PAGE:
Go Back To School Safely with Home Electrical 101
Of all the aspects of a modern home, the electrical system probably gets the least amount of attention. Unless a bulb goes out, a breaker trips or something else goes wrong, most homeowners don’t give it much thought at all. But it pays to learn more about the key electrical components and systems that keep the lights on, especially when it comes to keeping the family safe.
Fortunately, it doesn’t take an electrical engineering degree to understand the basics. This article will outline a few key aspects of every home’s electrical system and how they can be kept safe and problem-free.
Wiring and Wall Outlets
When discussing a home’s electrical system, the natural place to start is the wall outlets and wiring. Every outlet has at least two wires connected to it – hot and neutral. These wires carry electric current in a closed circuit between the outlet and the main electrical panel. If any current escapes this circuit, a third “ground” wire (present in most modern homes) carries the stray current to the home’s main grounding wire to be safely discharged into the earth.
Many older homes don’t have ground wires, which leaves them exposed to a greater risk of electric shock, fires, or damage to appliances and devices, especially in the event of a power surge. Other potential safety risks of older outlets include loose or damaged wires, corroded terminals, and worn prong contacts. Homeowners with old outlets or without grounded 3-prong outlets would do well to upgrade their outlets and wiring for safety’s sake.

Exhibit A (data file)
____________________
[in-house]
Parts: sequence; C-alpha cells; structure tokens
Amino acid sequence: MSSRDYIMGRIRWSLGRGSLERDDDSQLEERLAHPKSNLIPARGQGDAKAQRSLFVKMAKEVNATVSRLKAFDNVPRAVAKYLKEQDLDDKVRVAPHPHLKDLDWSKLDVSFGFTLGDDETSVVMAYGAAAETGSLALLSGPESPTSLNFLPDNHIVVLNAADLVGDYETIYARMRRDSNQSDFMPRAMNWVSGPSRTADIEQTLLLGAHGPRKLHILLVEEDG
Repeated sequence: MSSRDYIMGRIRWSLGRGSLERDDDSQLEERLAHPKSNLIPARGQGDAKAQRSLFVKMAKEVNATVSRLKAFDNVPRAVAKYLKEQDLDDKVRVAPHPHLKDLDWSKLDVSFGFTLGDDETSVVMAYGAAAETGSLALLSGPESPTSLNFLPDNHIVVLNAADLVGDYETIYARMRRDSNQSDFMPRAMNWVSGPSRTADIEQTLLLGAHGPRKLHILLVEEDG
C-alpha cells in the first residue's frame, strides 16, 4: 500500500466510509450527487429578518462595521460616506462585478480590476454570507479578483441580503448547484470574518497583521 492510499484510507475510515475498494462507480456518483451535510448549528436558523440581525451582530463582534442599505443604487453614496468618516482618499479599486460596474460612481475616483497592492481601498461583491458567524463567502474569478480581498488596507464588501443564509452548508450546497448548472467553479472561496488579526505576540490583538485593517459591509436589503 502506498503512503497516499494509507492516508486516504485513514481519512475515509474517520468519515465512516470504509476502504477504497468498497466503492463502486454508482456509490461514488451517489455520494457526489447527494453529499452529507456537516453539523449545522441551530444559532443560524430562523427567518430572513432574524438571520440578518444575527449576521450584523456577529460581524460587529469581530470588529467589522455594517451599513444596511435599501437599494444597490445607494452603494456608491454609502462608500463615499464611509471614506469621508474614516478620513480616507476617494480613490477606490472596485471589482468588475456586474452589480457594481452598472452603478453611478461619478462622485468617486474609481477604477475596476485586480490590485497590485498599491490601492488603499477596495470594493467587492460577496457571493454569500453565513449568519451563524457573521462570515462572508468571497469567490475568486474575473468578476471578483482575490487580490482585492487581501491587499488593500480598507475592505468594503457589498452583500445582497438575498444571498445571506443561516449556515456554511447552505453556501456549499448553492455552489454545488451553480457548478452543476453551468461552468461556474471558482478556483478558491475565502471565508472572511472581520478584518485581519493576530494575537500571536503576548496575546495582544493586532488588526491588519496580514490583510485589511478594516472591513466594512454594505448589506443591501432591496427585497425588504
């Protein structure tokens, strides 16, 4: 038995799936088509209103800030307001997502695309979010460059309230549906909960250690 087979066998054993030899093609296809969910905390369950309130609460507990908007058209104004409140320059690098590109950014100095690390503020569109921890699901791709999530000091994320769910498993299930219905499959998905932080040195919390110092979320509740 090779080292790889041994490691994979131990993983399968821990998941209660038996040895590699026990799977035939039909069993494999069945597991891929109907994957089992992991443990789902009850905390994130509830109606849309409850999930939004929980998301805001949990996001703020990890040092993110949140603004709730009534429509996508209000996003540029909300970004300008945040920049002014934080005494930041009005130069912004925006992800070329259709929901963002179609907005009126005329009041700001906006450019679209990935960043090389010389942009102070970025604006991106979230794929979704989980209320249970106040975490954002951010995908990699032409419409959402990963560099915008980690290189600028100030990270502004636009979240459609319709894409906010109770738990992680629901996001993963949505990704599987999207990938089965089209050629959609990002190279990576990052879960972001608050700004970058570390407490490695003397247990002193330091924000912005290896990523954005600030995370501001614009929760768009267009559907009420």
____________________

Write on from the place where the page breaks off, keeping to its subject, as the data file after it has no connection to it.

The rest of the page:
Outdoor Electrical Systems
Other things to watch out for in older homes (and even some newer ones) are code violations or potential electrical hazards in the outdoor electrical system. The National Electrical Code has different requirements for outdoor circuits than those inside the home. This is because outdoor electrical equipment often involves higher voltages and is exposed to moisture and other risk factors.
Most outdoor outlets (especially those in exposed areas or near a pool or hot tub) must be weather-rated and GFCI-protected. GFCIs (ground fault circuit interrupters) help prevent electrocution by cutting off power when an imbalance is detected in the current traveling through a given circuit. Many homes lack outdoor GFCI outlets – in some cases, indoor GFCIs (not weather-rated) have been installed outside.
Older homes may also have outdated conduit materials protecting underground cables or pool wiring. Older conduits made of metal have been known to rust and disintegrate, leaving wires exposed, so newer homes typically use PVC for buried wire conduits.
Always Let a Professional Handle Electrical Work
Upon discovering outdated or malfunctioning electrical equipment, it’s always best to call a professional electrician to solve the problem. Even if the issue seems like a simple one, the risks involved are simply too great. Electrocution can be fatal, even at a relatively low voltage – but there are less obvious risks, as well.
Inadvertently damaging wires or incorrectly installing a receptacle or other fixture can lead to an electrical fire; improper grounding can lead to fried devices if there’s a power surge; out-of-code wiring or installs can lead to hefty fines. Professionals are up to date on the latest codes and follow strict safety protocols to ensure the job gets done right the first time – without the fear of death, injury, or disaster looming over the family’s heads!
About Point Loma Electric and Plumbing
The experts at Point Loma Electric and Plumbing have been honored to serve San Diego, CA since 1988. Their licensed, insured, drug-tested, and background-checked technicians are courteous professionals who specialize in handling the electrical and plumbing systems of older homes. Point Loma offers up-front pricing and guarantees satisfaction on every job. Call now for electrical service!How To Fix (and How Not To Fix) a Blocked Drain » « Read These Patriotic Plumbing Facts to Celebrate Fourth of July